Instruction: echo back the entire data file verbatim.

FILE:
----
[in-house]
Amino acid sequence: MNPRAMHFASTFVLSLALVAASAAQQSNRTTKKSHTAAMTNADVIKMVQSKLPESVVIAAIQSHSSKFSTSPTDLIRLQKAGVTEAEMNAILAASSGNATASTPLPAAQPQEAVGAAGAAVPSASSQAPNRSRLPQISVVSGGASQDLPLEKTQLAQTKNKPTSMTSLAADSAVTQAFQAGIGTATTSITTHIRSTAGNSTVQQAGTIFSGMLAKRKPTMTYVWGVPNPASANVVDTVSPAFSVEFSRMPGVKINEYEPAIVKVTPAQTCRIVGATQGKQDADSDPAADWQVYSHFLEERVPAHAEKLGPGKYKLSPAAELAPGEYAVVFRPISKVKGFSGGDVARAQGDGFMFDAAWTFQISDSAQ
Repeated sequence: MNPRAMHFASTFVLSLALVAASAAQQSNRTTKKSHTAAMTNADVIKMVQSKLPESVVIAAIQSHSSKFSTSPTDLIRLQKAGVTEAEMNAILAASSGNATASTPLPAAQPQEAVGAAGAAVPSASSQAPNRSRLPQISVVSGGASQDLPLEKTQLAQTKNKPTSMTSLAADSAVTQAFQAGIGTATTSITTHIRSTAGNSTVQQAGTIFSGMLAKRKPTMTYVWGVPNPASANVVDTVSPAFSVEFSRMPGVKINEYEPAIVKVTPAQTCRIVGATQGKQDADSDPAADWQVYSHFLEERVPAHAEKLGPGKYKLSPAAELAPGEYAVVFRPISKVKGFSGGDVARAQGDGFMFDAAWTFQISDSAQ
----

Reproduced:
[in-house]
Amino acid sequence: MNPRAMHFASTFVLSLALVAASAAQQSNRTTKKSHTAAMTNADVIKMVQSKLPESVVIAAIQSHSSKFSTSPTDLIRLQKAGVTEAEMNAILAASSGNATASTPLPAAQPQEAVGAAGAAVPSASSQAPNRSRLPQISVVSGGASQDLPLEKTQLAQTKNKPTSMTSLAADSAVTQAFQAGIGTATTSITTHIRSTAGNSTVQQAGTIFSGMLAKRKPTMTYVWGVPNPASANVVDTVSPAFSVEFSRMPGVKINEYEPAIVKVTPAQTCRIVGATQGKQDADSDPAADWQVYSHFLEERVPAHAEKLGPGKYKLSPAAELAPGEYAVVFRPISKVKGFSGGDVARAQGDGFMFDAAWTFQISDSAQ
Repeated sequence: MNPRAMHFASTFVLSLALVAASAAQQSNRTTKKSHTAAMTNADVIKMVQSKLPESVVIAAIQSHSSKFSTSPTDLIRLQKAGVTEAEMNAILAASSGNATASTPLPAAQPQEAVGAAGAAVPSASSQAPNRSRLPQISVVSGGASQDLPLEKTQLAQTKNKPTSMTSLAADSAVTQAFQAGIGTATTSITTHIRSTAGNSTVQQAGTIFSGMLAKRKPTMTYVWGVPNPASANVVDTVSPAFSVEFSRMPGVKINEYEPAIVKVTPAQTCRIVGATQGKQDADSDPAADWQVYSHFLEERVPAHAEKLGPGKYKLSPAAELAPGEYAVVFRPISKVKGFSGGDVARAQGDGFMFDAAWTFQISDSAQ